A ‘yes’ vote for the Yasuní oil referendum could have far-reaching consequences for Ecuador
By Fernando Gimeno
Ecuador is facing a crucial moment for the future of its oil industry, a key pillar of the Andean nation’s economy.
In a referendum scheduled to coincide with an early general election on Aug. 20, voters will decide whether or not to ban crude production at an Amazon block located within the Yasuní National Park, one of the world’s biodiversity epicenters.
Of the roughly 480,000 barrels of oil produced daily in Ecuador, around 55,000 barrels (11 percent) come from Block 43-ITT (Ishpingo, Tambococha, Tiputini), which is currently Ecuador’s fourth largest by output and is projected to eventually become its most productive block.
Ecuador’s government receives $1.2 billion in net income annually from that block, according to state oil company Petroecuador, which operates the ITT and estimates that it holds 282 million barrels of reserves and resources. The company also says the government stands to receive $13.8 billion in net income from that block over the next 20 years.
The referendum comes after the Yasunidos environmental collective waged a 10-year legal battle to hold it and gathered more than 757,000 signatures. The group blames former president Rafael Correa for stopping a referendum in 2014 that would have prevented drilling in Yasuni before it began. They say Correa pressured the national elections council to invalidate many of the signatures after it became clear the referendum would prevail.
According to Yasunidos, the development of Block 43-ITT must be halted to protect a privileged ecosystem comprising more than 2,000 species of trees, 204 species of mammals, 610 types of birds, 121 species of reptiles, 150 amphibian species and more than 250 varieties of fish.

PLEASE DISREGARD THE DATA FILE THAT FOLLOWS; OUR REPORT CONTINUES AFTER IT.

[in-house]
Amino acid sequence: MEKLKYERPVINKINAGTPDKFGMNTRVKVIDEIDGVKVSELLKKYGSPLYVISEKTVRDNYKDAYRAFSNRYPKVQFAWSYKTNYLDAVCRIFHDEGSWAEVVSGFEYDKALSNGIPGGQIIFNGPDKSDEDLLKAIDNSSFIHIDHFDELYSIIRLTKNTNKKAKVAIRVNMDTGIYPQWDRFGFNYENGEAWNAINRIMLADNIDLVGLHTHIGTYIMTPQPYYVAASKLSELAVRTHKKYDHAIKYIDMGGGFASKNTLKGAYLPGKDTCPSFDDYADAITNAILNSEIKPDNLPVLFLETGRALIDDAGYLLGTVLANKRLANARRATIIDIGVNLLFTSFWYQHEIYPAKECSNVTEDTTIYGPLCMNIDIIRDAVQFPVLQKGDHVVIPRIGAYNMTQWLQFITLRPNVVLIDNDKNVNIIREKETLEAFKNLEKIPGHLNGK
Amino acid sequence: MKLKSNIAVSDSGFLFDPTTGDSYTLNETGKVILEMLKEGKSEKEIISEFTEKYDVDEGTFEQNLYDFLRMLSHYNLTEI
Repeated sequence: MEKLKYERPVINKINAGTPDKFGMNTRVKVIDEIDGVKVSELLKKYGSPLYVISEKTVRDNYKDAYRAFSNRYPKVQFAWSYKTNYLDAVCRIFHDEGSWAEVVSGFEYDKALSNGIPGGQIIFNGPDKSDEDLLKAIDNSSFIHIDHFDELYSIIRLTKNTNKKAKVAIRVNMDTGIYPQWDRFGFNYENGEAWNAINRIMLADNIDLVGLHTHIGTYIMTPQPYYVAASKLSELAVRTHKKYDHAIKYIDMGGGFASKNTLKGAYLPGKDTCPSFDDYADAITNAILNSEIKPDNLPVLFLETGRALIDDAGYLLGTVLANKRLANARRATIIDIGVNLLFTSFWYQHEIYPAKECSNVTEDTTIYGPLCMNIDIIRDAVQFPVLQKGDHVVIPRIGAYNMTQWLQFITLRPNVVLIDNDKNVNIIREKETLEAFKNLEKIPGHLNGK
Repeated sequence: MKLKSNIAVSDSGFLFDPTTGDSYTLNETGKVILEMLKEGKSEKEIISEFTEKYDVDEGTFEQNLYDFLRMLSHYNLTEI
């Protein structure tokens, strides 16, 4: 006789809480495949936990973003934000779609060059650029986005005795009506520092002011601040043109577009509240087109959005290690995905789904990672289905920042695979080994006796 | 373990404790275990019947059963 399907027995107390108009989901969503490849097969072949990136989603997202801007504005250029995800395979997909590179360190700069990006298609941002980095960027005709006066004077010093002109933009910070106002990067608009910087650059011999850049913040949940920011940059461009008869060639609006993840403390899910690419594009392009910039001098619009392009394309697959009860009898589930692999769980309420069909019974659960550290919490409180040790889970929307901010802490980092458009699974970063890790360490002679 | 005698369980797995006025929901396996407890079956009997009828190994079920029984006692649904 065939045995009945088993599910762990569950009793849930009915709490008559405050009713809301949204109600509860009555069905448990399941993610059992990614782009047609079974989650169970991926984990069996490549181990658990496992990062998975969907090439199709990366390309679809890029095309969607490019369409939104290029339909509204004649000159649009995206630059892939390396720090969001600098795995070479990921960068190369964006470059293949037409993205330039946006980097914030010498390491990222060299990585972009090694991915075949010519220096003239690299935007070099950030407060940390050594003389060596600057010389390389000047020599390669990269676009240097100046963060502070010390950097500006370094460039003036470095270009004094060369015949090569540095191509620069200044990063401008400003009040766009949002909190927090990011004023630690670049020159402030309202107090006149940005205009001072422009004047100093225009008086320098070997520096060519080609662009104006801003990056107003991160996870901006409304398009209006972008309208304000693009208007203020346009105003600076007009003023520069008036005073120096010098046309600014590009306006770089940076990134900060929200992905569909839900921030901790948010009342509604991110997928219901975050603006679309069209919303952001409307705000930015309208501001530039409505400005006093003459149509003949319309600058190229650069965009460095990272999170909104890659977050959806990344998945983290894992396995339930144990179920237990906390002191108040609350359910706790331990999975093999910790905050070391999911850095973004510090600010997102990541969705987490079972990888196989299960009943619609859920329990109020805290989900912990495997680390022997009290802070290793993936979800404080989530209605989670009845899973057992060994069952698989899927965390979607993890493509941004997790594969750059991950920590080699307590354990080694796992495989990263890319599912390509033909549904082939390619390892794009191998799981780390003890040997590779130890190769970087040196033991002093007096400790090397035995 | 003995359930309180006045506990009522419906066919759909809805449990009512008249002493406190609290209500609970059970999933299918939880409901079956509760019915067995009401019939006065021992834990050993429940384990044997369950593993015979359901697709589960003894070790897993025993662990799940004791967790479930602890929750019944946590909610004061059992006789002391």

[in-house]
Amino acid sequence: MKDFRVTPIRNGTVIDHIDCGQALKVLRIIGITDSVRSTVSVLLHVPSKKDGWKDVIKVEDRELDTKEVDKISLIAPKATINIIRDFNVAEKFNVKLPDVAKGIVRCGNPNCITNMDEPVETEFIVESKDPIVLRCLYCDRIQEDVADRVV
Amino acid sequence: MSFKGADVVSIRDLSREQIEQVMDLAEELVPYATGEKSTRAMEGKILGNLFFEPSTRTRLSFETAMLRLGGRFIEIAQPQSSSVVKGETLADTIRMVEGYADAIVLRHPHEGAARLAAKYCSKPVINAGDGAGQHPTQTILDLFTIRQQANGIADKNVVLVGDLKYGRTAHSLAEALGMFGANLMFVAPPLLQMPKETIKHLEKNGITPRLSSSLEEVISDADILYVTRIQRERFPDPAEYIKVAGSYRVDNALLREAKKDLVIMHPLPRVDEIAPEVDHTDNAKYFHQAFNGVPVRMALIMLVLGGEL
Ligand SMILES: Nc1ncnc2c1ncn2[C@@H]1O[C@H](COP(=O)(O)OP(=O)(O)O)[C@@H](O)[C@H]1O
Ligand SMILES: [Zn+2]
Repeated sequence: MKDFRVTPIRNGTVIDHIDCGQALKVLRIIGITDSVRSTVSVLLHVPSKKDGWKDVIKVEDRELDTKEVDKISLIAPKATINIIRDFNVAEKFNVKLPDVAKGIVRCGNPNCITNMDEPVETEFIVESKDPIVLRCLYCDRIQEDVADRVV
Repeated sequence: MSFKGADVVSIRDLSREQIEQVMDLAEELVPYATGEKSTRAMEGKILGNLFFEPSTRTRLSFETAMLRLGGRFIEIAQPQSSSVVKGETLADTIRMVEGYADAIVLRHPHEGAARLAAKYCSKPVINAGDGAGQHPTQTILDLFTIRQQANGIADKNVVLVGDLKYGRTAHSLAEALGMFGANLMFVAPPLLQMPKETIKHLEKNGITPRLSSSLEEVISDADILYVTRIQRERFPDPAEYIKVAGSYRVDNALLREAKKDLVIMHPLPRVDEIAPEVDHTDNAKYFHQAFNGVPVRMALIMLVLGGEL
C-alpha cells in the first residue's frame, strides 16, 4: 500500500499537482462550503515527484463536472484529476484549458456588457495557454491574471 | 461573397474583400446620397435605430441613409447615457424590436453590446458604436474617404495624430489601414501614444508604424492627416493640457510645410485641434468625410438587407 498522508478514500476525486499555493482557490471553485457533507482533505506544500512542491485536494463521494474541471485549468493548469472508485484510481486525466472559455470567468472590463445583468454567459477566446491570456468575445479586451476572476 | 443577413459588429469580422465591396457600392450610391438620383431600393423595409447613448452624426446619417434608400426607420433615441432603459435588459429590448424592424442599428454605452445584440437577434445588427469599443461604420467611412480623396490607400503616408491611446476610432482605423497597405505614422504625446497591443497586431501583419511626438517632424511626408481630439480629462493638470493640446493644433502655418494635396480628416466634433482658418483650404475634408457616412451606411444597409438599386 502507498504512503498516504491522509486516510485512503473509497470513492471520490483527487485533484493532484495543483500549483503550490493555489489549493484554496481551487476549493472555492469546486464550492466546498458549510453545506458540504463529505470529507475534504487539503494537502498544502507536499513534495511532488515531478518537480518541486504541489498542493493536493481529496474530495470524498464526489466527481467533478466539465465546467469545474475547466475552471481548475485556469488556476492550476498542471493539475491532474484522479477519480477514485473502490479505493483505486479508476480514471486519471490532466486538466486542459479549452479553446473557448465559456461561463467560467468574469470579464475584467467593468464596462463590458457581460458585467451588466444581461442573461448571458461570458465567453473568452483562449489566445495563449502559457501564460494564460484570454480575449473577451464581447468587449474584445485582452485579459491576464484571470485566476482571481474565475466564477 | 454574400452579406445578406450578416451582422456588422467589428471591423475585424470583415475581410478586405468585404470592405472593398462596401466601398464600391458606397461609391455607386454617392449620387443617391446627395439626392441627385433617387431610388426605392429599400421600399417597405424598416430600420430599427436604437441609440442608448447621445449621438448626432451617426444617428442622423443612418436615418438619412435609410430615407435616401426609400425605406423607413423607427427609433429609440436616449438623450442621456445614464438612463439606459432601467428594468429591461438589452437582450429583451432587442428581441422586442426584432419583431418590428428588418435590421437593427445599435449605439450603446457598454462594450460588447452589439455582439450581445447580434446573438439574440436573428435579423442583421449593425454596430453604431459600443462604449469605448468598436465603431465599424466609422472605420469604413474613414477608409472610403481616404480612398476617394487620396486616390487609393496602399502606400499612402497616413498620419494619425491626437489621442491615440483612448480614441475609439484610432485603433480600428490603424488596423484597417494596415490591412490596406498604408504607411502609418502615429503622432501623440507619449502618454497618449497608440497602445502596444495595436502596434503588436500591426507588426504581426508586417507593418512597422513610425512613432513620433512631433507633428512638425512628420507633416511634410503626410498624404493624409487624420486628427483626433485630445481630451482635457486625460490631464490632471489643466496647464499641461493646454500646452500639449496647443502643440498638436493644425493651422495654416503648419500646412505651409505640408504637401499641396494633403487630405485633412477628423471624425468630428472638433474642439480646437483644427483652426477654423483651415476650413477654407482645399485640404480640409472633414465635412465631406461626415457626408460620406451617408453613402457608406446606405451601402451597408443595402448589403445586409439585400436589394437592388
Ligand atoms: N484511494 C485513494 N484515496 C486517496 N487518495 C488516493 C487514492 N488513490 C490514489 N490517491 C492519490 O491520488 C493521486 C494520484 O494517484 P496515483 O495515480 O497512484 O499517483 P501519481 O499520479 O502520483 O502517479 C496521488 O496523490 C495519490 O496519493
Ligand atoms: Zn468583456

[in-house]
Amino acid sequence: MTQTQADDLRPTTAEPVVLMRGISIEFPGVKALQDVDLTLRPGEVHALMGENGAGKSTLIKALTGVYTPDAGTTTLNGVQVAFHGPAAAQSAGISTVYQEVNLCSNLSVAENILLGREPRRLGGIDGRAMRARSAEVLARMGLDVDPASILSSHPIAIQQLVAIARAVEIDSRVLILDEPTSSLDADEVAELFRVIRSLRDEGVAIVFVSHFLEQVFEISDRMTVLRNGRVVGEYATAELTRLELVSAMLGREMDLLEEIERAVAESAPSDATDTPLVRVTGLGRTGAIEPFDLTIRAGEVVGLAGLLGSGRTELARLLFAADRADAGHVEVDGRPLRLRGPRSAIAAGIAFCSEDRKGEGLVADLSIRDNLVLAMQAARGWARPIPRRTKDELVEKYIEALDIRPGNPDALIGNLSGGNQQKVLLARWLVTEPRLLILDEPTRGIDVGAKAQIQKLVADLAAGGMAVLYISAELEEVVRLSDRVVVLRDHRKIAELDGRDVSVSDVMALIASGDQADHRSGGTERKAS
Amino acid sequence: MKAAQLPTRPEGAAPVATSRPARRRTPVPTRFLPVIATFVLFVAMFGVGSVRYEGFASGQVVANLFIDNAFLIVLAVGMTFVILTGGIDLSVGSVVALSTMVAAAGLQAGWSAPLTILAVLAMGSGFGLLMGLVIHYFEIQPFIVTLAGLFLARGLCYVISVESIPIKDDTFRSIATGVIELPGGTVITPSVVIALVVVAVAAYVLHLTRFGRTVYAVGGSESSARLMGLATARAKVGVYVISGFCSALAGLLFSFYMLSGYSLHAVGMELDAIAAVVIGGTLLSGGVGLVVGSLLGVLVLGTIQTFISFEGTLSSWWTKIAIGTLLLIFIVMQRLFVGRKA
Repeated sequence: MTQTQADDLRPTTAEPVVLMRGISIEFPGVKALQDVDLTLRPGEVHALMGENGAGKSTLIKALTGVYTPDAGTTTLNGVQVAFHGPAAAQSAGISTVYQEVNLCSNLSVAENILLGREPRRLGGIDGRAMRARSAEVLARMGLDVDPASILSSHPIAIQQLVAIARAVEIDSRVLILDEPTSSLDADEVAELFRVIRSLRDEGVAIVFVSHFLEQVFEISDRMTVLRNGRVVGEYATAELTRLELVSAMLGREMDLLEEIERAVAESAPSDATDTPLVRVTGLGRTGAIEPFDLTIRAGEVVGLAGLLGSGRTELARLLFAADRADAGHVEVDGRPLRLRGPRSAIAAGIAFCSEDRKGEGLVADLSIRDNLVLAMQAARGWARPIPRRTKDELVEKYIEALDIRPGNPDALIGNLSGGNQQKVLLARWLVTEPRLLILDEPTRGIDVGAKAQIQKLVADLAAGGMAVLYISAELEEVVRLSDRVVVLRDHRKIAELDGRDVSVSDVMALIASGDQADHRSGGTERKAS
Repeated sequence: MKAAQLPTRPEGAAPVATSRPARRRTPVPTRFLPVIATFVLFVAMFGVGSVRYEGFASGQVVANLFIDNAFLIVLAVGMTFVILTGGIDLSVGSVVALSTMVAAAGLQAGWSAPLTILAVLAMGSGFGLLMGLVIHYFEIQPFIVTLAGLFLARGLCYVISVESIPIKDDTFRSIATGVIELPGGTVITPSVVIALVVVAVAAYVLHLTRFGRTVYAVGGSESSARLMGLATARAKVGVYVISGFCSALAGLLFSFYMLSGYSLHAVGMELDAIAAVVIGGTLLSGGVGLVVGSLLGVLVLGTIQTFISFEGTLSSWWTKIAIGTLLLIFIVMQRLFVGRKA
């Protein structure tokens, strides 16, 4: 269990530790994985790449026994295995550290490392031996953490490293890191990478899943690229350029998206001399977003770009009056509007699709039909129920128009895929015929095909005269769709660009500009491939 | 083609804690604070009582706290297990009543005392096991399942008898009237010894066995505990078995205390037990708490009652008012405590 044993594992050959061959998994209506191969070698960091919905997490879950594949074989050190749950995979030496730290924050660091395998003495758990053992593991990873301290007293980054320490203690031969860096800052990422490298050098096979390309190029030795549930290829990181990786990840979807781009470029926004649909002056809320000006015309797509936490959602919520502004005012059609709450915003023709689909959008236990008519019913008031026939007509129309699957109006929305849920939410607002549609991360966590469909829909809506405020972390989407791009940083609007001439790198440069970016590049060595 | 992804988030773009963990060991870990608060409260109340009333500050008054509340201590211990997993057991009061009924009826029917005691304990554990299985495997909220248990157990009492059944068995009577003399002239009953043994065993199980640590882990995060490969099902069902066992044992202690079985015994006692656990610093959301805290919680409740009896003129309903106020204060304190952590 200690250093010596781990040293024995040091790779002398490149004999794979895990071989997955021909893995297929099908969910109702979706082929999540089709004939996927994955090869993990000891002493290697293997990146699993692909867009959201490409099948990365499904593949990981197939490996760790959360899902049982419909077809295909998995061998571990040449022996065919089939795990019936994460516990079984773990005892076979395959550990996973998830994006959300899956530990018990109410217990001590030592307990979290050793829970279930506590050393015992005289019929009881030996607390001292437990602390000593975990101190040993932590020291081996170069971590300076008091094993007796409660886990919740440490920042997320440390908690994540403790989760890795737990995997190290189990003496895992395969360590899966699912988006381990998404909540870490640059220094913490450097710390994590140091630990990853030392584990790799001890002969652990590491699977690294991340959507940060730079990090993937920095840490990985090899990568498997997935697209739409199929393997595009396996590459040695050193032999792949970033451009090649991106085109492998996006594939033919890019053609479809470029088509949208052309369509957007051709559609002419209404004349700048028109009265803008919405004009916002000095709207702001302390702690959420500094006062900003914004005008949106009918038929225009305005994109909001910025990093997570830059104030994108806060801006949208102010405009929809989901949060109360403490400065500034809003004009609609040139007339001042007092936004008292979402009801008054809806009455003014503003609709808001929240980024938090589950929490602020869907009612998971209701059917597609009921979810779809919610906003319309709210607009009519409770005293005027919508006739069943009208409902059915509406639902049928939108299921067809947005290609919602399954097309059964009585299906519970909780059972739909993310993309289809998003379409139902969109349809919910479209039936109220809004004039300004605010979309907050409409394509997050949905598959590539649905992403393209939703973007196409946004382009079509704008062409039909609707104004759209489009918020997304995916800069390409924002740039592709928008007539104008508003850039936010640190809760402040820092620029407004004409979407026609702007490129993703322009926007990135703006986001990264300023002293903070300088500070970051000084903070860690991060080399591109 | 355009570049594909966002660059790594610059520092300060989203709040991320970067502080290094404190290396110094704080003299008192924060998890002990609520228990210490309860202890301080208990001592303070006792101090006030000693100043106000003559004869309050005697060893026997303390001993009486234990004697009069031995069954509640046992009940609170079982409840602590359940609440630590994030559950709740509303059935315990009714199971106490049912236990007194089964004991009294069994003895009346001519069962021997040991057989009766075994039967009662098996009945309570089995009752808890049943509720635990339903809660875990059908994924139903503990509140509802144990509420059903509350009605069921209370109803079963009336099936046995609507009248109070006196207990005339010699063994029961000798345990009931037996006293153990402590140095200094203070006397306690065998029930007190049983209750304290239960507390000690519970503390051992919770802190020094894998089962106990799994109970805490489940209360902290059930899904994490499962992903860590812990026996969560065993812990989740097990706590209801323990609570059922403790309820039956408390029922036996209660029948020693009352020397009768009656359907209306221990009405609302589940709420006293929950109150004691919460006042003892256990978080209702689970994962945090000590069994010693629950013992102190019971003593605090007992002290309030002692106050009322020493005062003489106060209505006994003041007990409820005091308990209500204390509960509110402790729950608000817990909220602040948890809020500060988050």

But Petroecuador CEO Ramon Correa says more than $1.8 billion has been invested to ensure protection for the surrounding ecosystem, that it is the one “best managed from an environmental standpoint.” “You can’t operate without perfect harmony with the environment and the communities,” he said, pointing out that unlike in other Petroecuador fields no gas flaring occurs at Block 43-ITT and that associated petroleum gas is instead used for electricity generation.
With a focus on using the minimum space possible, the installations in that block in northeastern Ecuador and the paths created in the rainforest occupy a total area of just 80 hectares (fewer than 200 acres), or less than 0.01 percent of the surface area of the national park.
This has been achieved through a cluster-type method in which wells branch out horizontally from a single drill site.
“We have 21 wells here per 3.2 hectares,” engineer Walter Paredes said at the Tambococha B platform, adding that with the previous technology the same number of wells would have had to be spread out over 31.5 hectares. Environmental safeguards also are in place, including paths that circumvent important trees.
With respect to oil spills, Petroecuador acknowledges 26 incidents since the start of production – small leaks that did not affect the natural surroundings. “I’ve never seen spills here,” Panenky Ohe Huabe, president of the Kawymeno indigenous community, one of seven located within the boundaries of that oil block, says.
A resident of that community, part of the Waorani indigenous group, Huabe says he still favors production to continue because Petroecuador has served as a source of employment and basic services. His position, however, differs from that of the leaders of the Waorani nationality, who are calling for a unified stance against crude extraction.
The promoters of the referendum say they also fear oil spills could harm the quality of life of two indigenous peoples who live in voluntary isolation in territories that border Block 43-ITT.
If the “yes” camp emerges victorious, Petroecuador would be forced to abandon that block within a year, a requirement that Paredes said would be “practically impossible” to meet.
Credit: La Prensa Latina